Research Article Creative Commons, CC-BY
Minimally Invasive Cross-link: A Cadaveric Feasibility Study with a Working Prototype
*Corresponding author: Kyle McGrath, Ohio University Heritage College of Osteopathic Medicine, Columbus, Ohio, USA.
Received: March 09, 2021; Published: April 01, 2021
Spinal fusion involving posterior instrumentation with rods and pedicle screws has been common surgical practice for many years. Traditionally, a cross-link connecting the vertical rods can be added to the construct to increase stability in multiple planes of motion. More recently however, minimally invasive spine surgery (MISS) techniques have gained traction without accompanying technology or methodology to place a cross-link. Herein we describe a novel technique of placing a cross-link percutaneously, accommodating both open and minimally invasive spine fixation. A single cadaveric feasibility study was done, demonstrating the patented technique and instrumentation used in successful deployment of a percutaneous cross-link. The cross-link was successfully deployed and secured to the posterior fixation construct using a fluoroscopy-guided posterior paramedian approach. This study demonstrates that minimally invasive cross-links can be successfully incorporated into both open and minimally invasive posterior fixation procedures, providing added stability while leaving the posterior midline anatomic structures intact.
Keywords: Cross-link, Instrumentation, Fusion, Minimally invasive spine surgery
Abbreviations: MISS: Minimally Invasive Spine Surgery; PLC: Posterior Ligamentous Complex
Spinal instrumentation and fusion is a form of spine stabilization surgery offered to patients who are experiencing pain or neurologic deficit secondary to instability of the vertebral column. Instability warranting spinal fusion can result from a variety of sources such as degenerative disease, trauma, tumor, or infection . Spinal fixation is intended to provide patients with long term stability by way of solid bony fusion and accompanying instrumentation. Traditionally, instrumentation involved in spinal fusion has involved pedicle screws connected vertically by metallic rods with or without cross-links connecting both vertical rods together across the midline (Figure 1). Spinal fixation can be done as an open procedure, in which the midline structures are exposed, or more recently, through minimally invasive technique in which the midline may remain unexposed. Cross-link placement has historically required an open approach due to necessary exposure and disruption of midline structures in order to place a rod through this plane. However, in recent decades the spine community has pushed for further research and development of minimally invasive spine surgery (MISS). MISS aims to reduce the amount of surgical invasion and tissue disruption and has been shown to result in a reduction of blood loss, hospital length of stay, and complication rate as compared to open lumbar fusions. Open spine procedures, especially fusions with cross-linking, require significantly more exposure and dissection than MISS, resulting in increased “dead space” and ultimately increasing the risk of infection . Despite the surge in MISS in recent history, there has not been a method of successfully introducing a cross-link in this setting until now . Herein we describe a novel percutaneous technique of crosslink placement that allows for midline structures to remain intact, accompanying both open and minimally invasive spine surgery.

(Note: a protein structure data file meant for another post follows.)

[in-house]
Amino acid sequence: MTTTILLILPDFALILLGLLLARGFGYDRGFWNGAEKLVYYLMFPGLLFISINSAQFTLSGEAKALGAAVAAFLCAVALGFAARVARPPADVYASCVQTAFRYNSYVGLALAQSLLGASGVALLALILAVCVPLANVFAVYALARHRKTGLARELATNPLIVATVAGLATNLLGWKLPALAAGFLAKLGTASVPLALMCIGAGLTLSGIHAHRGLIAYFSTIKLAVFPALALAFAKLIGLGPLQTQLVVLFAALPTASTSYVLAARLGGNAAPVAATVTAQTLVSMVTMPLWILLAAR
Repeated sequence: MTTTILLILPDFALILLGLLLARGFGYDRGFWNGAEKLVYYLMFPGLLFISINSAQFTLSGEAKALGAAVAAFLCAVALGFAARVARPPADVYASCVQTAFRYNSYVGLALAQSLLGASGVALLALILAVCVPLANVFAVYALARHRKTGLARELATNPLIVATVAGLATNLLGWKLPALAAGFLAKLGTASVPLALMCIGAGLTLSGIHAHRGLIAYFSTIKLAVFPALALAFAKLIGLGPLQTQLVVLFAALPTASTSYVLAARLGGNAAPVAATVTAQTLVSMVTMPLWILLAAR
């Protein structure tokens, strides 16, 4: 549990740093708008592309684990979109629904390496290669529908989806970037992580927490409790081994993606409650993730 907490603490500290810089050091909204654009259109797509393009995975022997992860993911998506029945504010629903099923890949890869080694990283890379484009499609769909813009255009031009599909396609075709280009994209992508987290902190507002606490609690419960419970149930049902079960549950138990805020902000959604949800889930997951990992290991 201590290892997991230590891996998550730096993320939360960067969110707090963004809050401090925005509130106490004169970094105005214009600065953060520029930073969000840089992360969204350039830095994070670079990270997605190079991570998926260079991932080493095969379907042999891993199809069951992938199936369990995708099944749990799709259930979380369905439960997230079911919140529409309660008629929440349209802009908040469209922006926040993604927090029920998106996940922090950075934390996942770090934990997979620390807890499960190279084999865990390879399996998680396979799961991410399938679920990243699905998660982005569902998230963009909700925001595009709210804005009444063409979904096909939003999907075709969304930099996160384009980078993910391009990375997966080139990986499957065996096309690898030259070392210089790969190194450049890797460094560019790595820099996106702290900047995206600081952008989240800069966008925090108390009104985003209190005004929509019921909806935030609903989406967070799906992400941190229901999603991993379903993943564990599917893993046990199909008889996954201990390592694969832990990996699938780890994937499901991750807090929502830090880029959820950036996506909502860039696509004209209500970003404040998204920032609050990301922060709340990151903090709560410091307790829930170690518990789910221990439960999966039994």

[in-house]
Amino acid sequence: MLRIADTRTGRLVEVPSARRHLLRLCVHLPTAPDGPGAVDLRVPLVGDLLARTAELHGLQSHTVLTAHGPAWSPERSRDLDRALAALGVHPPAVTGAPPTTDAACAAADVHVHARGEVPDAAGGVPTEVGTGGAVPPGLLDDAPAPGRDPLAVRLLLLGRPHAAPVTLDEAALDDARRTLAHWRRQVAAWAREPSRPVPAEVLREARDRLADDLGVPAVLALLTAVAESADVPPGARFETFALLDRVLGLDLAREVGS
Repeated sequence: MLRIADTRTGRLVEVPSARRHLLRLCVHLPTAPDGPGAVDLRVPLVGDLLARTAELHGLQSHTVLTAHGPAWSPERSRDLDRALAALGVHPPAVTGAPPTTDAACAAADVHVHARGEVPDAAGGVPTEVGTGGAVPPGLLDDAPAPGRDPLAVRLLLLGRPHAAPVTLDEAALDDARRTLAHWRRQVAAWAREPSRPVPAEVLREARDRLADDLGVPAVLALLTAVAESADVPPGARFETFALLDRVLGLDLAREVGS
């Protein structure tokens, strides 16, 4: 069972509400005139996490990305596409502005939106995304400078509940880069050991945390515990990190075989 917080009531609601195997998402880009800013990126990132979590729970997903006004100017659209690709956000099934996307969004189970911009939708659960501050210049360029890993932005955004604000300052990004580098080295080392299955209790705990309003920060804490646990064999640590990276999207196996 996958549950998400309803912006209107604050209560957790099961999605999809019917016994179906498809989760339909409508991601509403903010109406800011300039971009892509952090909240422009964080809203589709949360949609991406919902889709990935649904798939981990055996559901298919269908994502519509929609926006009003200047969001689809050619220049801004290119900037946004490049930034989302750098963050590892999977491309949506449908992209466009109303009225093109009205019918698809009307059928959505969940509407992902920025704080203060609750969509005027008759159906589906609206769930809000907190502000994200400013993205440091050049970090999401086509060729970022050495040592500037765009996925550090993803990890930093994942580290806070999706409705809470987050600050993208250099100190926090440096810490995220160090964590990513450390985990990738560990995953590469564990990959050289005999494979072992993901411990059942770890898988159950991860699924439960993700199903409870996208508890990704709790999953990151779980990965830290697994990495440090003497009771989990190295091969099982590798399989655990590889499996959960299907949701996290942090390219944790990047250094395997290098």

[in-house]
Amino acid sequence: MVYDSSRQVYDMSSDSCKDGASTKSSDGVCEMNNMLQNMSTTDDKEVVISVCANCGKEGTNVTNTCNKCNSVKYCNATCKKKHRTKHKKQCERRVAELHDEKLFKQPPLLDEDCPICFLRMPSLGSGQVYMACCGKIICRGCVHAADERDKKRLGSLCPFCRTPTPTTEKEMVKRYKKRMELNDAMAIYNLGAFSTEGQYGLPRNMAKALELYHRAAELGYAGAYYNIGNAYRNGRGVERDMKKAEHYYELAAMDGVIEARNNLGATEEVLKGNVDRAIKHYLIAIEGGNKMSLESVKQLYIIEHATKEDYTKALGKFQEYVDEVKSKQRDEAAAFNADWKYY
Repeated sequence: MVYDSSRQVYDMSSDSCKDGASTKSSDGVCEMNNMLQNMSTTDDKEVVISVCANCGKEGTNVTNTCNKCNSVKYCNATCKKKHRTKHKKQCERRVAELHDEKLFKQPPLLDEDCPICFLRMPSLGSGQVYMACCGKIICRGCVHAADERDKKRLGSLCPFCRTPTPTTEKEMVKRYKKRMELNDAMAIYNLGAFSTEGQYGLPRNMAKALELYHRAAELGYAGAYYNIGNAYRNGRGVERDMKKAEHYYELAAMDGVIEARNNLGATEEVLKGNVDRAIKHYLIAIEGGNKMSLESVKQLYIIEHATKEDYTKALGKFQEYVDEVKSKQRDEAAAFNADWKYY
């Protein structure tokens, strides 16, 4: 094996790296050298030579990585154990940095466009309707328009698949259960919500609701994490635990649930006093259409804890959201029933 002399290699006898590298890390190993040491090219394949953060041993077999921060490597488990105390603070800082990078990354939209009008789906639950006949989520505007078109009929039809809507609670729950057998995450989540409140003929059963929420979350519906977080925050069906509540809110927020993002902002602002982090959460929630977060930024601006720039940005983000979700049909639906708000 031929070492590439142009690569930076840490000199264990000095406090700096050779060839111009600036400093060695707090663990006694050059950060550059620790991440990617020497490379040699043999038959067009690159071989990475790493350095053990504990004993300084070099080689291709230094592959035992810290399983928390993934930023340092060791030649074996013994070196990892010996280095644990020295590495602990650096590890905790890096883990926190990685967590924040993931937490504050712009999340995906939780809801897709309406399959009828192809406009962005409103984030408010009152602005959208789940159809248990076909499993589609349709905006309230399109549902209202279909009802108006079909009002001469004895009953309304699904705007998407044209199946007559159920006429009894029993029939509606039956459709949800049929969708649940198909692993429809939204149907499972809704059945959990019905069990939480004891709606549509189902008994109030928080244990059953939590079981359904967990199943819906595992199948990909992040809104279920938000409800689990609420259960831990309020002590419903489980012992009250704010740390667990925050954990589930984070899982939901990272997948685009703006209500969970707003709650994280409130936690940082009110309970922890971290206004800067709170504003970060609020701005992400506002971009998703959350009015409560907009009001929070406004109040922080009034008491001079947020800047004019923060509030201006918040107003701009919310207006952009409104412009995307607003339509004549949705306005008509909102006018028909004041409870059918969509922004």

Materials and Methods
This was a single cadaveric study, and IRB/ethics committee approval was not required. The novel method described herein provides the surgeon the ability to introduce a cross-link to any construct without disturbing the posterior ligamentous complex (PLC) or removing of the spinous process (Figure 2). This cross-link method can accompany both minimally invasive and open pedicle screw and rod construct placement, which requires a posterior approach with the patient in the prone position. Following successful placement of the pedicle screw-rod construct, the crosslink acceptors are first applied to each rod using the specialized applicator (Figure 3) through the same incision(s) in which the adjacent pedicle screws were placed. Upon successful insertion of the cross-link acceptors, introduction of the cross-link was done with the cross-link driver (Figure 4) under fluoroscopic guidance through a separate stab incision via a posterior paramedian approach (Figure 5). The cross-link is equipped with a proprietary self-drilling tip, which, in our cadaveric study, allowed passage through soft tissue and bone (Figure 2). Upon successful guidance of the cross-link through both acceptors, the set screws were placed through the acceptor deployment devices, locking the acceptor, cross-link, and vertical rod construct together. Once the final crosslink construct was secured, the acceptor deployment devices were removed, and the cross-link delivery device was unscrewed and removed.